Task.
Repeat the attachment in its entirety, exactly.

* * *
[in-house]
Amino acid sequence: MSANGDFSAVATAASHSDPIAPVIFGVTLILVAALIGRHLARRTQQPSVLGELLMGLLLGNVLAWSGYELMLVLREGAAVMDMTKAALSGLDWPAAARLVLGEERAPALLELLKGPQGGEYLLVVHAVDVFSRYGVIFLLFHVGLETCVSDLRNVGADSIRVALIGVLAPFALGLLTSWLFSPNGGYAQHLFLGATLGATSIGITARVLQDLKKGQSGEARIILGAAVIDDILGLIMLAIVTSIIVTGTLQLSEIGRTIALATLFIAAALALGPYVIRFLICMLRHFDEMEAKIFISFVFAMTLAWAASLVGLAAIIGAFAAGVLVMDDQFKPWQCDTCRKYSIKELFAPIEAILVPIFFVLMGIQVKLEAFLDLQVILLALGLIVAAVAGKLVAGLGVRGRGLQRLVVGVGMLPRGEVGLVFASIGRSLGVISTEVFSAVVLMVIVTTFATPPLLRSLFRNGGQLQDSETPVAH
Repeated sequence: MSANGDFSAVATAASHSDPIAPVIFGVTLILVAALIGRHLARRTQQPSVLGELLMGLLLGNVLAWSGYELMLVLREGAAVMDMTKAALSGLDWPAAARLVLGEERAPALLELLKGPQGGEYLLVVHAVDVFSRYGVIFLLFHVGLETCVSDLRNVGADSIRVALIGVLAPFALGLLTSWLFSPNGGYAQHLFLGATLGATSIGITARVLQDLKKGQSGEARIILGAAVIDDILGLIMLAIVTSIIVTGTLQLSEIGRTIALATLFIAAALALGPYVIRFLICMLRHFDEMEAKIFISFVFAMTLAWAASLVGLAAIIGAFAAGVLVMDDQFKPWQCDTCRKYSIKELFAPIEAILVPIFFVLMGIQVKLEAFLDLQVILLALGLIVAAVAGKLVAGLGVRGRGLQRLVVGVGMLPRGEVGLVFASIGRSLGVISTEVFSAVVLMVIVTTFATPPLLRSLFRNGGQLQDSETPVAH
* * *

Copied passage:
[in-house]
Amino acid sequence: MSANGDFSAVATAASHSDPIAPVIFGVTLILVAALIGRHLARRTQQPSVLGELLMGLLLGNVLAWSGYELMLVLREGAAVMDMTKAALSGLDWPAAARLVLGEERAPALLELLKGPQGGEYLLVVHAVDVFSRYGVIFLLFHVGLETCVSDLRNVGADSIRVALIGVLAPFALGLLTSWLFSPNGGYAQHLFLGATLGATSIGITARVLQDLKKGQSGEARIILGAAVIDDILGLIMLAIVTSIIVTGTLQLSEIGRTIALATLFIAAALALGPYVIRFLICMLRHFDEMEAKIFISFVFAMTLAWAASLVGLAAIIGAFAAGVLVMDDQFKPWQCDTCRKYSIKELFAPIEAILVPIFFVLMGIQVKLEAFLDLQVILLALGLIVAAVAGKLVAGLGVRGRGLQRLVVGVGMLPRGEVGLVFASIGRSLGVISTEVFSAVVLMVIVTTFATPPLLRSLFRNGGQLQDSETPVAH
Repeated sequence: MSANGDFSAVATAASHSDPIAPVIFGVTLILVAALIGRHLARRTQQPSVLGELLMGLLLGNVLAWSGYELMLVLREGAAVMDMTKAALSGLDWPAAARLVLGEERAPALLELLKGPQGGEYLLVVHAVDVFSRYGVIFLLFHVGLETCVSDLRNVGADSIRVALIGVLAPFALGLLTSWLFSPNGGYAQHLFLGATLGATSIGITARVLQDLKKGQSGEARIILGAAVIDDILGLIMLAIVTSIIVTGTLQLSEIGRTIALATLFIAAALALGPYVIRFLICMLRHFDEMEAKIFISFVFAMTLAWAASLVGLAAIIGAFAAGVLVMDDQFKPWQCDTCRKYSIKELFAPIEAILVPIFFVLMGIQVKLEAFLDLQVILLALGLIVAAVAGKLVAGLGVRGRGLQRLVVGVGMLPRGEVGLVFASIGRSLGVISTEVFSAVVLMVIVTTFATPPLLRSLFRNGGQLQDSETPVAH